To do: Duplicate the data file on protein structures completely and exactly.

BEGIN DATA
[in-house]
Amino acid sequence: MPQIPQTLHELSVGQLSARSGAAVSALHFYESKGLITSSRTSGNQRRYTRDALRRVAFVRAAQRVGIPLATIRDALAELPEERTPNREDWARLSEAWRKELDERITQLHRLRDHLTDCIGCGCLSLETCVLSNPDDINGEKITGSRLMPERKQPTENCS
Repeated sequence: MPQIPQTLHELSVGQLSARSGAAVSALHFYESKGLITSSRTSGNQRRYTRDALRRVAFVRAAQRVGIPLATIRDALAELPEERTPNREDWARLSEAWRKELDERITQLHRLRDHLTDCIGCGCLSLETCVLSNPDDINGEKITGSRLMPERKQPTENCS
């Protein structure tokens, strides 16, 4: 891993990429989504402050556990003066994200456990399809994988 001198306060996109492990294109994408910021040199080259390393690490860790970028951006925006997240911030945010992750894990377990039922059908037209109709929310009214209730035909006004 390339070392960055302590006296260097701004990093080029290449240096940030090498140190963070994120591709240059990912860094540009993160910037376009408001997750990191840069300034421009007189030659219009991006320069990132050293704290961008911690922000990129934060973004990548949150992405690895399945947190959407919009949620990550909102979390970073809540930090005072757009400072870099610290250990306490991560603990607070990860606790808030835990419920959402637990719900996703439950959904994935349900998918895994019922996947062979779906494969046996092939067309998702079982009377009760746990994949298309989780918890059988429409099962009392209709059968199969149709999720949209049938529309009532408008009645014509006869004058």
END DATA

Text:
[in-house]
Amino acid sequence: MPQIPQTLHELSVGQLSARSGAAVSALHFYESKGLITSSRTSGNQRRYTRDALRRVAFVRAAQRVGIPLATIRDALAELPEERTPNREDWARLSEAWRKELDERITQLHRLRDHLTDCIGCGCLSLETCVLSNPDDINGEKITGSRLMPERKQPTENCS
Repeated sequence: MPQIPQTLHELSVGQLSARSGAAVSALHFYESKGLITSSRTSGNQRRYTRDALRRVAFVRAAQRVGIPLATIRDALAELPEERTPNREDWARLSEAWRKELDERITQLHRLRDHLTDCIGCGCLSLETCVLSNPDDINGEKITGSRLMPERKQPTENCS
């Protein structure tokens, strides 16, 4: 891993990429989504402050556990003066994200456990399809994988 001198306060996109492990294109994408910021040199080259390393690490860790970028951006925006997240911030945010992750894990377990039922059908037209109709929310009214209730035909006004 390339070392960055302590006296260097701004990093080029290449240096940030090498140190963070994120591709240059990912860094540009993160910037376009408001997750990191840069300034421009007189030659219009991006320069990132050293704290961008911690922000990129934060973004990548949150992405690895399945947190959407919009949620990550909102979390970073809540930090005072757009400072870099610290250990306490991560603990607070990860606790808030835990419920959402637990719900996703439950959904994935349900998918895994019922996947062979779906494969046996092939067309998702079982009377009760746990994949298309989780918890059988429409099962009392209709059968199969149709999720949209049938529309009532408008009645014509006869004058």